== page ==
Friday, May 1, 2009
Still I ride through it
How many things happen in life? How many changes? How many layoffs, re-shuffles, scrambles for a new stream of green?
Yet, as I head out from Dunk Rock, I'm feeling good - the constant is this woods, these worn-out wonderful trails. So, now to the right and up the blue dot passage, over to that goat path, a ribbon of rocky, deep cut single track, the blue dot, tucked between green "hiker only" trails. Not worn-out the way the more popular trails have become, not even wide enough for one rider in many spots.
This run is draped along the cliffy ledge that faces north and overlooks a large valley of green streams and swamp, with several variations of that green hiker's trail. To ride the blue dot trail without much bike-hiking, but for a tree down, is approaching nirvana.
It requires concentration mixed with stamina and foresight. You need to know exactly when to shift and spin the pedals, and when to recover your breath in time for the next scramble. Not paying attention results in a dropped chain or lack of momentum to get up the next bank. Balance and foresite let you ride where others can barely walk.
It requires trust. You trust your tires to hold the bank as you traverse a stretch that's washed down the cliff. Your tires must hold fast on the uphill edge without letting go, until you can shift your balance back to center on the trail that is wide enough for the entire tread.
Then, as you begin your steep descent down the ridge toward the trail which resembles a road, you need to know when to let off of the brakes and lean back. How much to lean, and when to re-weight the front. It requires skill. Be ready to lift the front tire over slimy roots, so you don't washout or go over the bars. At other times you need to press the front wheel into the soft shifting sand to maintain traction, and let the rear end go where it may.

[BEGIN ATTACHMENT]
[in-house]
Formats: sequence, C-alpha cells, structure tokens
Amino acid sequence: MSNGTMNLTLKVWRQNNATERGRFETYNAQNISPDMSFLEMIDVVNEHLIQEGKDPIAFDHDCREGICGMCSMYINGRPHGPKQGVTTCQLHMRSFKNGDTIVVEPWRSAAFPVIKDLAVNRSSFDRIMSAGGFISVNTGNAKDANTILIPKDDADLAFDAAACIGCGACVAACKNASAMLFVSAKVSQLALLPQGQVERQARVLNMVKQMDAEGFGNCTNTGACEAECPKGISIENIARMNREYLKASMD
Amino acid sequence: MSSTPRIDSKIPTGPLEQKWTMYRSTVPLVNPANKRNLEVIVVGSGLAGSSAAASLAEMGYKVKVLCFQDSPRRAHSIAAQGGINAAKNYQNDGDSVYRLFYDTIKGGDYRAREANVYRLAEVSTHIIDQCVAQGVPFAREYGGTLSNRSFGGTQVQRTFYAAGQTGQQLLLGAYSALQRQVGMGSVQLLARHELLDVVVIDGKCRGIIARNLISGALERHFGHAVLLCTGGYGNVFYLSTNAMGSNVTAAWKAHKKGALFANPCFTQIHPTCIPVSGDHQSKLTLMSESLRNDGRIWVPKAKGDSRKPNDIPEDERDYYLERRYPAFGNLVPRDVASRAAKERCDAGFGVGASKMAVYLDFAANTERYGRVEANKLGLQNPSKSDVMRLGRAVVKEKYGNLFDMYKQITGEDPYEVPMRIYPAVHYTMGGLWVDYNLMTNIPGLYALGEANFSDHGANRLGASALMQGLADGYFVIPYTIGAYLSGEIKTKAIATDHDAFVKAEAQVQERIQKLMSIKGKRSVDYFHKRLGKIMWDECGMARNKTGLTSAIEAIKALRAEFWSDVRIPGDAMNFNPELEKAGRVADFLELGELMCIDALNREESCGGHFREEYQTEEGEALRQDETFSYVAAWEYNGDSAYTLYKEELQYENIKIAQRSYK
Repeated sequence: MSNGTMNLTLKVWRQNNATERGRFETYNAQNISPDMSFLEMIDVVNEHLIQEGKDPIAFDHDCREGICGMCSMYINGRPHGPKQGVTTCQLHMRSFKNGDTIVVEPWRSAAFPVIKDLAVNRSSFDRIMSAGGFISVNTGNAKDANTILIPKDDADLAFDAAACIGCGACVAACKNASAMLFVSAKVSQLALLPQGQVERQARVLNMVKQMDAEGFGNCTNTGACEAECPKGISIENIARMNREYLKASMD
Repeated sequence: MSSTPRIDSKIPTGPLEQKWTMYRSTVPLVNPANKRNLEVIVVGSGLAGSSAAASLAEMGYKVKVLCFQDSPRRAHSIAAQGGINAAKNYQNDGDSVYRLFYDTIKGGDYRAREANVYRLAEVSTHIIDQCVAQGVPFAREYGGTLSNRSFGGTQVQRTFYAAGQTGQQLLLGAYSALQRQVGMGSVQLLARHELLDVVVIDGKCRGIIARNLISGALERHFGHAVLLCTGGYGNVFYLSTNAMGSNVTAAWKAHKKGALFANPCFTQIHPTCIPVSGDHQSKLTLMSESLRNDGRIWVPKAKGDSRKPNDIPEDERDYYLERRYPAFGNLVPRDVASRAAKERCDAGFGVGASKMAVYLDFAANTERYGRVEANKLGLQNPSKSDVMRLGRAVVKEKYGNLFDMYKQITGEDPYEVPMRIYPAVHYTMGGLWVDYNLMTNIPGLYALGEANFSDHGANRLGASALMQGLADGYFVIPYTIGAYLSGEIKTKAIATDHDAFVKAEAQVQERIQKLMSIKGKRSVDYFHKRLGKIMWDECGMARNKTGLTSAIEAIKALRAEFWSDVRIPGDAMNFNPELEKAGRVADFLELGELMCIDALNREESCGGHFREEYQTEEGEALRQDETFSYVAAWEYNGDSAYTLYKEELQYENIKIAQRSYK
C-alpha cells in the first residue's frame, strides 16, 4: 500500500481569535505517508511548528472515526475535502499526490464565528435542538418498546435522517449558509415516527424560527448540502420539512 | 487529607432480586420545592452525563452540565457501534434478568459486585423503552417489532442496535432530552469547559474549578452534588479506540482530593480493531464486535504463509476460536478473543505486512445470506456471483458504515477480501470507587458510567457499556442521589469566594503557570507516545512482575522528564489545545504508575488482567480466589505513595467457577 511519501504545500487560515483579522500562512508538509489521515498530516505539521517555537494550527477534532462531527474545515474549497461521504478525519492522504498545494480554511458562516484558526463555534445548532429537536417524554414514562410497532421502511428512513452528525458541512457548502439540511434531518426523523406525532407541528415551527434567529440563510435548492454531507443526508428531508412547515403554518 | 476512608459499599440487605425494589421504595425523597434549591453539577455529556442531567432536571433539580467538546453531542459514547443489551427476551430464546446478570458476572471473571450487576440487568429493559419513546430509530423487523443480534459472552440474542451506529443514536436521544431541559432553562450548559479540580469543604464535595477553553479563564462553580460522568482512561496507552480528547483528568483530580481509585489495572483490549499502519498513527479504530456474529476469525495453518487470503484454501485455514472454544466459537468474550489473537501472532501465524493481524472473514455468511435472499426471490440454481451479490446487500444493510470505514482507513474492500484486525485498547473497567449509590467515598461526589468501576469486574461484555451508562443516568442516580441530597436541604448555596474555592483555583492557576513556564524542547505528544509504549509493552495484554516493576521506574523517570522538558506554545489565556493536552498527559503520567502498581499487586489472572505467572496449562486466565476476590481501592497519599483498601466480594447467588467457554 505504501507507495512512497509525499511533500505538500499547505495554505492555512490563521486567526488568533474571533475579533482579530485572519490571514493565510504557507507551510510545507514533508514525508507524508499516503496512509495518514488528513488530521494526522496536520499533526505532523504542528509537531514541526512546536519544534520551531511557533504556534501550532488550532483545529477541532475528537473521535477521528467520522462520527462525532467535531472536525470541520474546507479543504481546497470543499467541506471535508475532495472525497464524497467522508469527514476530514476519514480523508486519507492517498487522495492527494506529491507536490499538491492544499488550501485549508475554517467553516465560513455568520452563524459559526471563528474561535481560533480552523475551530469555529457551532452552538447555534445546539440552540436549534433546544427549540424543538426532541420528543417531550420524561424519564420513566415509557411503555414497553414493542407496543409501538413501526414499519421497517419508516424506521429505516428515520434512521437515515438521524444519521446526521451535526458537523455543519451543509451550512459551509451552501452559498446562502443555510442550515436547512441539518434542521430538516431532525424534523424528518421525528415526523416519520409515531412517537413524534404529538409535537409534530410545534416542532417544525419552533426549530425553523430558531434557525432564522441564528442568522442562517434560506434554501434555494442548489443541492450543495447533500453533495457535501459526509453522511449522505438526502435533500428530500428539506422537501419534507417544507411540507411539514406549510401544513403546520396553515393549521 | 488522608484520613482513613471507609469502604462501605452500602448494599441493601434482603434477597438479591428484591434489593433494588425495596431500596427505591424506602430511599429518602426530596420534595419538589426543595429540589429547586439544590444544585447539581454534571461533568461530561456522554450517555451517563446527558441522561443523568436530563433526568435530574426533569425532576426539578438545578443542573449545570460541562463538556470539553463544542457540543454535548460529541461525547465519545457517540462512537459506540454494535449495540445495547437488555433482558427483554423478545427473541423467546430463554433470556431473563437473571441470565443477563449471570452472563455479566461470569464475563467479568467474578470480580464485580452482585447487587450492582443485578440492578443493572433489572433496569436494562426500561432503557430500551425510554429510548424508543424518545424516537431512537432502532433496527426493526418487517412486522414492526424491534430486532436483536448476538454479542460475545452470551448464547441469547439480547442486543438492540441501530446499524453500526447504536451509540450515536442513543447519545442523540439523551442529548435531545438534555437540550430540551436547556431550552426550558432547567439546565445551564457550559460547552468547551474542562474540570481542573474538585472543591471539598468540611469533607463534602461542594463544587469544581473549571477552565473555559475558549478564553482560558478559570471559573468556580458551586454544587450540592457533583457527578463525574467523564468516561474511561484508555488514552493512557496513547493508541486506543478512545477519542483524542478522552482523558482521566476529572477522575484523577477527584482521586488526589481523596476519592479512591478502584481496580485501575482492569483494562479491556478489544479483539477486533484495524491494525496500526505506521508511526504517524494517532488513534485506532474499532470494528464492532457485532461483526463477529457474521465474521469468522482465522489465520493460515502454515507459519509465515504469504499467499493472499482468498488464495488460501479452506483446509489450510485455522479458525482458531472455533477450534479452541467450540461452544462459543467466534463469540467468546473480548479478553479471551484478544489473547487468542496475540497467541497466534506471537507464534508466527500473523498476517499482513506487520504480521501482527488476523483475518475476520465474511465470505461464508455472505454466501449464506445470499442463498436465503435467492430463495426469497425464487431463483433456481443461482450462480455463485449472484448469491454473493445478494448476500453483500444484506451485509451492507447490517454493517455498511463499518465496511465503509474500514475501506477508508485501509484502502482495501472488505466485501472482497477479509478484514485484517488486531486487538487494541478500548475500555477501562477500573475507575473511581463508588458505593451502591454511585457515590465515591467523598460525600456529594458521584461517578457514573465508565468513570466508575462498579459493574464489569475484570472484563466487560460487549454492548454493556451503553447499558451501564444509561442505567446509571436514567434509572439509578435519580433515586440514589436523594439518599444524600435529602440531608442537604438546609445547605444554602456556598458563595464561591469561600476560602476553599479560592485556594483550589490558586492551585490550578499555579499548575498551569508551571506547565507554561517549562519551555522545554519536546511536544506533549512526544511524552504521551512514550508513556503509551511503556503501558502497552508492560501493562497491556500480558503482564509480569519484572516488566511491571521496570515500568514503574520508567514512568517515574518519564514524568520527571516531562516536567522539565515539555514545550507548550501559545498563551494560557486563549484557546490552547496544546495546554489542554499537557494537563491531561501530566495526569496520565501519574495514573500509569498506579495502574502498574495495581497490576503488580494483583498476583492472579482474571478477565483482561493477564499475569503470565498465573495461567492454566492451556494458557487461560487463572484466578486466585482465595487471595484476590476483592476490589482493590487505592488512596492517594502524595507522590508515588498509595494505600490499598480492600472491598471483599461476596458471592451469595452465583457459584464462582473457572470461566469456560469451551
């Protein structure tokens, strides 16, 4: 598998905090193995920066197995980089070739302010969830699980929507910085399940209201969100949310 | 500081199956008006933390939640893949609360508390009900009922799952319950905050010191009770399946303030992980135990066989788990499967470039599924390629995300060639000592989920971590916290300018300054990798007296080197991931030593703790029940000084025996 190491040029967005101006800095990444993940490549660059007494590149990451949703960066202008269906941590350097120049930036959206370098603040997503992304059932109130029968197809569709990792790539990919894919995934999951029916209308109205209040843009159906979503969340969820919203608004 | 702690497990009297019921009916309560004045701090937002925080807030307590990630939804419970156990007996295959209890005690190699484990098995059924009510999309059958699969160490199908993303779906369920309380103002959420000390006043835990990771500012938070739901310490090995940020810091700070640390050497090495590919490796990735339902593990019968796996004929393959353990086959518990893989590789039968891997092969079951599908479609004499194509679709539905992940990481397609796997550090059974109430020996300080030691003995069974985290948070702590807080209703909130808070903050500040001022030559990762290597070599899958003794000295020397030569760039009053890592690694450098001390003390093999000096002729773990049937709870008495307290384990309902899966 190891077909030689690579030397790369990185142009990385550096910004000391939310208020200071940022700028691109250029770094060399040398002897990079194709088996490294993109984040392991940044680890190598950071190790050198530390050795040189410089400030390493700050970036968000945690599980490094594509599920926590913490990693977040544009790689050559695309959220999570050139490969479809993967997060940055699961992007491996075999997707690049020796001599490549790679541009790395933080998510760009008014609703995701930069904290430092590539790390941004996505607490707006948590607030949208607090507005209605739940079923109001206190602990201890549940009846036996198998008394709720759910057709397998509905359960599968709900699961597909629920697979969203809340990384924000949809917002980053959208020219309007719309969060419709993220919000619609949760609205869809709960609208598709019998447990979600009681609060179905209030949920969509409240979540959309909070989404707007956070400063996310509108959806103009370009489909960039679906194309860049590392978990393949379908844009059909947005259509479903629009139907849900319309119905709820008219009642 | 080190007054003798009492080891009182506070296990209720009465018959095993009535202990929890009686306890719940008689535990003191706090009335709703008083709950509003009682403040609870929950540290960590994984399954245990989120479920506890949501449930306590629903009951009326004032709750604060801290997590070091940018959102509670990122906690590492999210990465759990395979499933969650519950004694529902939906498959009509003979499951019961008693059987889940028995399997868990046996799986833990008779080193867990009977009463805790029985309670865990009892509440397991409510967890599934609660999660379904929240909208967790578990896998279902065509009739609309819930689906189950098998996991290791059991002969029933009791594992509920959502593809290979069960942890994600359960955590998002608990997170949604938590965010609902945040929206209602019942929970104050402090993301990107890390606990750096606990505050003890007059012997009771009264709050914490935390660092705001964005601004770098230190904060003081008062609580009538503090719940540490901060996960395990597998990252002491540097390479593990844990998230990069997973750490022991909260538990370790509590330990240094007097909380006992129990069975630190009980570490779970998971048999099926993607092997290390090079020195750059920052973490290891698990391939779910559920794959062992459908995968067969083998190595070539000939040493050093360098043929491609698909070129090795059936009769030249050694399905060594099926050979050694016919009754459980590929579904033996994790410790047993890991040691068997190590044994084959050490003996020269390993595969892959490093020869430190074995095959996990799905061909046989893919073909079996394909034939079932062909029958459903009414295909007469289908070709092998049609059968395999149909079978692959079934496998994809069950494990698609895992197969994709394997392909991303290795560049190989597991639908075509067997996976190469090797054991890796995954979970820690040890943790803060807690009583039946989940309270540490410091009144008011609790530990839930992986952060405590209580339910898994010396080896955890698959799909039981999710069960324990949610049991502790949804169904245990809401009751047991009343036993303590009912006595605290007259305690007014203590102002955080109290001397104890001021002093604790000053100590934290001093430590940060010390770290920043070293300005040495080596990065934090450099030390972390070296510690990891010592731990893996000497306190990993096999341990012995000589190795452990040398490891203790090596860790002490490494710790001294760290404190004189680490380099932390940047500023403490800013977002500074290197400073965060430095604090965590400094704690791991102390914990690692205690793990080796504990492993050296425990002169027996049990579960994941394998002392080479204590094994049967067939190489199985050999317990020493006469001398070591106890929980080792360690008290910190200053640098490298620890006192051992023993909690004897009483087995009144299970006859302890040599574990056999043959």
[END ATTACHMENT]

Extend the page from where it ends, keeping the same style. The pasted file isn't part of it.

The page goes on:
As your speed increases with the complexity of the run-off, you realize that few can do what you do here. The way you paint the trail with your tires finding lips and small rollers, moving without effort. Planning air, and improvising when you find yourself on a line that hasn't occured before...All with intensity and purpose. All in a relaxed manner (as if you've been riding this trail for 21 years). As with many pieces of the trails here, its also over too soon. A tease of "flow".
But so what? That's just the start of another great day. A day that leads across the wide green trail just past the stream and right onto orange past the caves and plankwalk, up the hill, and then back across all of Westwoods on the white dot trail.
But well begun is almost done... And goddamn it, Well done sure is fun-thanks blue dot trail!
Today was my best ride this year. I'm not the best rider, so I'll never get paid for it....
But I realize that this is my career.
Jobs come and go. They are only what happens between rides.
(wrote this about my first layoff ride last friday. thought it might be worth posting)